Review - In the Shadow of Blackbirds

Title: In the Shadow of Blackbirds
Author: Cat Winters
Publisher: Amulet Books
Release Date: April 2nd 2013

My Rating:

In 1918, the world seems on the verge of apocalypse. Americans roam the streets in gauze masks to ward off the deadly Spanish influenza, and the government ships young men to the front lines of a brutal war, creating an atmosphere of fear and confusion. Sixteen-year-old Mary Shelley Black watches as desperate mourners flock to séances and spirit photographers for comfort, but she herself has never believed in ghosts. During her bleakest moment, however, she’s forced to rethink her entire way of looking at life and death, for her first love—a boy who died in battle—returns in spirit form. But what does he want from her?

Featuring haunting archival early-twentieth-century photographs, this is a tense, romantic story set in a past that is eerily like our own time.

My Thoughts

The backover of this book says:

"(...) I flipped myself over. Opened my eyes. And found a dead man next to my bed."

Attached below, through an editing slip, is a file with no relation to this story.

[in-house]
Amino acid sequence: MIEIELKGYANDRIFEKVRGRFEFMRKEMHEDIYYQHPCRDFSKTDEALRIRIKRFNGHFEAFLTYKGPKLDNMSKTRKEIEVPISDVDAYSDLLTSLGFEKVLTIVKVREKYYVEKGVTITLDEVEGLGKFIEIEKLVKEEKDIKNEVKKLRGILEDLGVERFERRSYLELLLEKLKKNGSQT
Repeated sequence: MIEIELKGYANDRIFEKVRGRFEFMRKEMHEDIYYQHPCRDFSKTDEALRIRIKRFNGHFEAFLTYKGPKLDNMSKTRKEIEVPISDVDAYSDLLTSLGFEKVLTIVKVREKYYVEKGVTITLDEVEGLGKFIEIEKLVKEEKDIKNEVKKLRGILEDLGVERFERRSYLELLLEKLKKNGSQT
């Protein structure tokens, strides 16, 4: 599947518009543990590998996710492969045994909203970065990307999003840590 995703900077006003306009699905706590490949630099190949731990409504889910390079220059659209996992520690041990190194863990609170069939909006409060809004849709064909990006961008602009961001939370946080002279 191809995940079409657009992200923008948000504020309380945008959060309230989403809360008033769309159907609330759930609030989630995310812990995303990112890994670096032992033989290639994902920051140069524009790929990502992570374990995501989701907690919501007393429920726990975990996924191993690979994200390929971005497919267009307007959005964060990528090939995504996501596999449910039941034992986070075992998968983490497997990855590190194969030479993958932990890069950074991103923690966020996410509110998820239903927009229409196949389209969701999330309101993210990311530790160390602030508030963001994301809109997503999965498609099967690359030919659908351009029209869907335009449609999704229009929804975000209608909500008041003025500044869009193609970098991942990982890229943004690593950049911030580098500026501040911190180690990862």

This was what got me into this book and to be honest I only noticed the ghost on the cover a few days after I bought it, that's how distracted I am.

'In the Shadow of Blackbirds' is an amazing book. Touching, scary and incredibly sweet. I also found it empowering somehow, mostly because the main character, Mary Shelley, was so strong that she became inspiring to me.

As I went through the book, I kept thinking 'How can she do this? How can she possibly live through so many hardtimes?'. Let's be fair though, she did give up a couple of times only to either change her mind or to be convinced by someone she loved deeply to come back and get things right. Still, I don't think I could have gone through what she did.

The flu got me paranoid, everytime I heard someone sneeze, either on the bus or on the street, I would feel a chill running through my spine... That's how well, the author implements the influenza in this book.

The plot, the characters, everything about this book is remarkable. I don't think I'll forget this book anytime soon.

No comments